And now, a spider

I do apologize for the lack of blogging this week- I’ve been busy with lab work. Until things free up, here’s a spider:

Neoscona sp. barn spider

She set up shop across our back stairs at the perfect height to snare a human. Ambitious!

I took this photo for the forensics folks in case we go missing.

10 thoughts on “And now, a spider”

  1. There are orb weavers in wooded areas, as well. Around here (southern 3/4 of eastern US), some are so abundant that summer hikers go forth armed with sticks to break the webs that would otherwise stick unpleasantly to their faces. And up in the tree canopy, green Araneus species, rarely seen by us ground dwellers, abound. Indeed, in some places, these common leaf-colored orb weavers are the primary prey of mud-dauber wasps (Sceliphron spp.).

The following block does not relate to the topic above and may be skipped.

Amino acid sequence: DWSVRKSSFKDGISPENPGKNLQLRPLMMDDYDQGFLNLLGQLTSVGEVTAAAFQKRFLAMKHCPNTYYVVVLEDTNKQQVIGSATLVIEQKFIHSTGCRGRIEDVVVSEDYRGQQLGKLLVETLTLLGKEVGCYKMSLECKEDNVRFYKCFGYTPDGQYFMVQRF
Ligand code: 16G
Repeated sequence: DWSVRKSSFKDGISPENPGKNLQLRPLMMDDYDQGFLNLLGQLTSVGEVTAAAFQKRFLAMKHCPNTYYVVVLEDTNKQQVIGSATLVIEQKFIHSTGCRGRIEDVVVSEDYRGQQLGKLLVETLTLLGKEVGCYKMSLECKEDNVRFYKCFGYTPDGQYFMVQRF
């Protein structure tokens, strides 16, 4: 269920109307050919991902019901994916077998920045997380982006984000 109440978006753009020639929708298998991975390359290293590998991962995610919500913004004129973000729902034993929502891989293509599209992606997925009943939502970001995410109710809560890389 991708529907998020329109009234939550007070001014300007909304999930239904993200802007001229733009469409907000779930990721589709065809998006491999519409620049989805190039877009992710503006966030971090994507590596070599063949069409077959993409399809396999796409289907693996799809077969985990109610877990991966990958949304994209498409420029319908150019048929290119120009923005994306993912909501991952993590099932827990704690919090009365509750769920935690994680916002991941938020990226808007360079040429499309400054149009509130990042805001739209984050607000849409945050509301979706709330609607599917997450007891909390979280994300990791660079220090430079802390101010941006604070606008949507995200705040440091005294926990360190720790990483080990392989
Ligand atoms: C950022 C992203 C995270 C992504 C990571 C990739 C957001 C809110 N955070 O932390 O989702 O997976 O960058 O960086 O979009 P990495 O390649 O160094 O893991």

Neoscona seem to love buildings — I’ve never seen one anywhere else.

    Thanks for the little trip into the world of spiders, Alex.

  2. The woods around here are filled with female Neoscona spp. (mostly crucifera and domiciliorum). They’ve grown to outlandish proportions by now, and their webs are stacked six-to-ten in a row and cover mind-bogglingly large areas. James got it right: most people I see carry large “spider sticks” with them, though I admit I love to see people walk into webs because it always leads to the spider dance (arms waving and brushing at every body part while the person spins in a circle and screams “IS IT ON ME!?”).

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